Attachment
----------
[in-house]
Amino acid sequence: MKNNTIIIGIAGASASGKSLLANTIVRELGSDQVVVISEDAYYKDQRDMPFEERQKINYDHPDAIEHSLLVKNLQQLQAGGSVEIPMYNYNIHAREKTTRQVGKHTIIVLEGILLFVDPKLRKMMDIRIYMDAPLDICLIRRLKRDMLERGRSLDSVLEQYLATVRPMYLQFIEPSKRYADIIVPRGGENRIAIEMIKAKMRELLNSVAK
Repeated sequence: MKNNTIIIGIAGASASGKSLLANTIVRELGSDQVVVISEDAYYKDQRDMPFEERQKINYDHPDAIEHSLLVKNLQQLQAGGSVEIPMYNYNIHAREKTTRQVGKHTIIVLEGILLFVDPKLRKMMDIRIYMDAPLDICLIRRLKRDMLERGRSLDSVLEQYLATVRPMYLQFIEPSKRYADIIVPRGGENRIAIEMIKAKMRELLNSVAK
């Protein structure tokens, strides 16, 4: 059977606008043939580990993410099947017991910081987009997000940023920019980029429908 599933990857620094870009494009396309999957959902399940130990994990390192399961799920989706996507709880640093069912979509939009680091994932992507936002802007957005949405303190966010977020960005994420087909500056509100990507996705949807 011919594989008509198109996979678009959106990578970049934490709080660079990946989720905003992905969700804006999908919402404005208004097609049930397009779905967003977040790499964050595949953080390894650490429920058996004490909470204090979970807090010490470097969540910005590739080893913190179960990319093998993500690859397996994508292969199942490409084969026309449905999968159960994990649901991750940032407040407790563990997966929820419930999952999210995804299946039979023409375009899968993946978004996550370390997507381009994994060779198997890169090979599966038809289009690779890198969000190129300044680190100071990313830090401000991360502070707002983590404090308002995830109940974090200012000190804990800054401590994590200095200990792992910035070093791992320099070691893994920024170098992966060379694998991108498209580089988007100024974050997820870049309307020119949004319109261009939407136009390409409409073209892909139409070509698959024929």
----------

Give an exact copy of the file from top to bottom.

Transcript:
[in-house]
Amino acid sequence: MKNNTIIIGIAGASASGKSLLANTIVRELGSDQVVVISEDAYYKDQRDMPFEERQKINYDHPDAIEHSLLVKNLQQLQAGGSVEIPMYNYNIHAREKTTRQVGKHTIIVLEGILLFVDPKLRKMMDIRIYMDAPLDICLIRRLKRDMLERGRSLDSVLEQYLATVRPMYLQFIEPSKRYADIIVPRGGENRIAIEMIKAKMRELLNSVAK
Repeated sequence: MKNNTIIIGIAGASASGKSLLANTIVRELGSDQVVVISEDAYYKDQRDMPFEERQKINYDHPDAIEHSLLVKNLQQLQAGGSVEIPMYNYNIHAREKTTRQVGKHTIIVLEGILLFVDPKLRKMMDIRIYMDAPLDICLIRRLKRDMLERGRSLDSVLEQYLATVRPMYLQFIEPSKRYADIIVPRGGENRIAIEMIKAKMRELLNSVAK
């Protein structure tokens, strides 16, 4: 059977606008043939580990993410099947017991910081987009997000940023920019980029429908 599933990857620094870009494009396309999957959902399940130990994990390192399961799920989706996507709880640093069912979509939009680091994932992507936002802007957005949405303190966010977020960005994420087909500056509100990507996705949807 011919594989008509198109996979678009959106990578970049934490709080660079990946989720905003992905969700804006999908919402404005208004097609049930397009779905967003977040790499964050595949953080390894650490429920058996004490909470204090979970807090010490470097969540910005590739080893913190179960990319093998993500690859397996994508292969199942490409084969026309449905999968159960994990649901991750940032407040407790563990997966929820419930999952999210995804299946039979023409375009899968993946978004996550370390997507381009994994060779198997890169090979599966038809289009690779890198969000190129300044680190100071990313830090401000991360502070707002983590404090308002995830109940974090200012000190804990800054401590994590200095200990792992910035070093791992320099070691893994920024170098992966060379694998991108498209580089988007100024974050997820870049309307020119949004319109261009939407136009390409409409073209892909139409070509698959024929």